Bare Cacao - Finding your personal ritual

One of the things I love about this product, is the variety in flavour texture and aromas, from batch to batch and from brew to brew, its very rare that they are completely the same, and I guess the quest for perfection is fulfilled more in the journey than the destination.

Over the last few years I have experimented diligently with the quantity of cacao, time per brew, and the tools for the job; all have a fundamental impact on the final results. This blog is a summary of my learning and some suggestions, to help you find your personal ritual, whether its for your full moon ceremony or just a morning cuppa.

I must emphasise that like your first ever coffee, probably as a youngster; it takes a bit of experimenting to find out what works for you. Everyone is different and we all have different tastes and preferences that in themselves change over time as we do. So if you like three sugars in your coffee or a milky week tea that looks like its only been shown the tea bag, you’ll possibly want to take some of your own uniqueness into your preparation and methodology. Experiment try new things and enjoy the journey. :)

Cafetiere

The cafetiere, also known as a French press, à piston, press pot, a coffee plunger or a coffee press. Anyone that has travelled to France and stayed in a holiday let or Abnb, would have most likely found one of these little beauties in the back of the kitchen cupboard. They are more commonly made of glass in a metal frame with a plunger lid, and shiny top. Generally I find these do not hold the heat for long, so I would strongly recommend finding an insulated one that has an extra layer of thermos heat retention so you can fill it up and casually top up your cup without it getting cold. The key to a successful Bare brew with a cafetiere is the length of time left before plunging, my method is as follows:

Two heaped tablespoons of Bare Cacao to one 6-8 cup cafetiere, pour over filtered boiled water, (I normally leave 5-10 seconds once the kettle has clicked) stir and place the lid back on without plunging. Set timer on phone or your watch for five minutes, using that precious time however you chose. Give it another quick stir and then pop down the plunger slowly, being careful not creating too much pressure which can allow for seepage and spillage. If you like milk or a vegan substitute, I find warming the milk first in my cup the best practice, or if you like it just as it is, then just pour and enjoy.

cafetiere pouring coffee. Credit Rene Porter

Moka Pot - Stove top

The Moka pot or Stove top espresso maker is a sleek representation of classic Italian design and engineering that was invented in 1933 and quickly became iconic. The easily recognisable shape has adorned the kitchen tops of trendies the world over, most popular in Italy and South America.

I sometimes use the stovetop for a quick one cup option and you won’t get much more than a cup out of mine, but it provides a much more intensely rich brew, akin to your espresso versus a filter coffee.

Fill the bottom chamber with water, making sure that on inspection all of the composite parts are clean and free of granules, especially under the seal in the top compartment. Load the cap with the funnel underneath with a good 2 tablespoons of Bare cacao, being sure not to press it down too hard, as it becomes too compressed and it will take ages to fill the top. Twist the lid back on and pop it on your flame (great for camping) or hob on a medium high heat, then listen out for the tell-tale bubbling sound indicating that the magic is happening. Reduce the heat and allow for the liquid to rise into the top compartment. I normally have a sneaky peak and see if it’s risen to the top and then take off the heat, leave for a minute or 2 and then pour into the waiting cup. Its definitely best in my opinion served black, but again add your preferred extras beforehand while you’re waiting so its good to go straight away. This is a great start to the day for a caffeine-free energy boost Montezuma would have been impressed with.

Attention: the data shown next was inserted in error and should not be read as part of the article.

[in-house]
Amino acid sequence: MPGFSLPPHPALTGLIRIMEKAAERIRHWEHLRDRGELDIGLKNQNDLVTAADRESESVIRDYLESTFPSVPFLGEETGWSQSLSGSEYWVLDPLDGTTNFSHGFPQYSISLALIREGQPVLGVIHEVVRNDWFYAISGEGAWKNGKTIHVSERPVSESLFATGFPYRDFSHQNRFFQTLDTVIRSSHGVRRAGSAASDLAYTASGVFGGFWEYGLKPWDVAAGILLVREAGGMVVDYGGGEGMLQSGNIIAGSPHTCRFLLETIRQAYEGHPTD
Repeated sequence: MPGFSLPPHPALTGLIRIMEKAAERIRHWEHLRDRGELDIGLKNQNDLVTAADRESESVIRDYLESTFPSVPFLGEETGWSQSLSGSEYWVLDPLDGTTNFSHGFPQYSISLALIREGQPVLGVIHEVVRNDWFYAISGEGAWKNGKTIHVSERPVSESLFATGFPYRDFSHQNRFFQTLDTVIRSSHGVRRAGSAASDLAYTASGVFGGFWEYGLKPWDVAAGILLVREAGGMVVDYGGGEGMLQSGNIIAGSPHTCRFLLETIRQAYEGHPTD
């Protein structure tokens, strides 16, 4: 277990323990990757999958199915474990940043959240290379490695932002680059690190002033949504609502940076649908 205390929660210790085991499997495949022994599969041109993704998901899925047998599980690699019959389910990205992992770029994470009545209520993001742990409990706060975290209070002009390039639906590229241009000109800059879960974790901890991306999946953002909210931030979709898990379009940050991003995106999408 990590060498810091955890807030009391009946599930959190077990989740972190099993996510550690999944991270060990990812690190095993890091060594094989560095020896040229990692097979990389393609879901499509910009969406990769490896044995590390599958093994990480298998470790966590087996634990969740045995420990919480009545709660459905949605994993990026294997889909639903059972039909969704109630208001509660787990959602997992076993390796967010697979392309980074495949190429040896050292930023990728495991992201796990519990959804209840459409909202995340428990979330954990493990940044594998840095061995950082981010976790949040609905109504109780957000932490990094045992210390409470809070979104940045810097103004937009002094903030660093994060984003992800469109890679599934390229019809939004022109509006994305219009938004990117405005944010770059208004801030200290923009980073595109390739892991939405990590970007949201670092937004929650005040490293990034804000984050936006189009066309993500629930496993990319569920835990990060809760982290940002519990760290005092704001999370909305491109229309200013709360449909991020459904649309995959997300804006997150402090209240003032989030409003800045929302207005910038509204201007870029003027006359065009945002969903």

Moka pot Credit for photo  Ashkan Forouzani

Infuser

The infuser or to put it plainly; tea pot, (let’s be honest its basically a posh teapot) is another great way of making a good Bare brew. Personally I’m a big coffee drinker in the morning, so I tend to prefer the coffee style preparation as my go to ritual, but an infuser does just as good a job and depending on the make and size, it may be better for keeping your brew hot longer and free of residue. I’ve also seen some great mini ones that act as a stirrer and go straight in the cup with the contents secured in a metal wired globe. These are both affordable and simple to use.

 

I make sure I empty the kettle and fill with fresh filtered water, add 2-3 tablespoons of Bare Cacao into the wired compartment, allow the water to boil and then carefully pour directly over the cacao. Leave for a good 5 minutes, slowly swishing around a couple of times Before pouring into your favourite mug and savouring that amazing aroma.

                                                               

Having been in a few trendster, funky coffee shops in London and Brighton I'm aware there are dozens of different methods for serving and brewing coffee, some of which would most likely work exceptionally well with Bare Cacao, so if any of you coffee zen warriors out there have any suggestions or experiences, I'd love to hear about them. Watch out for some Breaking bad style equipment on social coming soon!

Thank you. Big love! 

1 comment

  • Canyou tell me if there’s anything one can usefully do with the grounds afterwards, rather than throw them away.
    Thank you
    Graham

    Graham

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